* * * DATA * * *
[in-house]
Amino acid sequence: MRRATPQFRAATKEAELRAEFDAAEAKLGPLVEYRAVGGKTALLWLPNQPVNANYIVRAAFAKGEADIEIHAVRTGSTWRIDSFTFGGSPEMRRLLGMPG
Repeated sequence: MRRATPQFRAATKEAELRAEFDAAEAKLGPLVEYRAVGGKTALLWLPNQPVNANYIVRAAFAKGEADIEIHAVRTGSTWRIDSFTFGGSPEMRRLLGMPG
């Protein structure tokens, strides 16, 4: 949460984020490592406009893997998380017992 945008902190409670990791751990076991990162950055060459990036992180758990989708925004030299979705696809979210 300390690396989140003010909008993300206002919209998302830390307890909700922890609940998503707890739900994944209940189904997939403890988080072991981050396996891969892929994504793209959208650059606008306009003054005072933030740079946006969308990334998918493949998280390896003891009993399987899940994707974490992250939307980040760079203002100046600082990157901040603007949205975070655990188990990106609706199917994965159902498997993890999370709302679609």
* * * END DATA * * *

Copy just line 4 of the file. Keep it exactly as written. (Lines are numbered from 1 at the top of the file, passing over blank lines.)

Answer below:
């Protein structure tokens, strides 16, 4: 949460984020490592406009893997998380017992 945008902190409670990791751990076991990162950055060459990036992180758990989708925004030299979705696809979210 300390690396989140003010909008993300206002919209998302830390307890909700922890609940998503707890739900994944209940189904997939403890988080072991981050396996891969892929994504793209959208650059606008306009003054005072933030740079946006969308990334998918493949998280390896003891009993399987899940994707974490992250939307980040760079203002100046600082990157901040603007949205975070655990188990990106609706199917994965159902498997993890999370709302679609």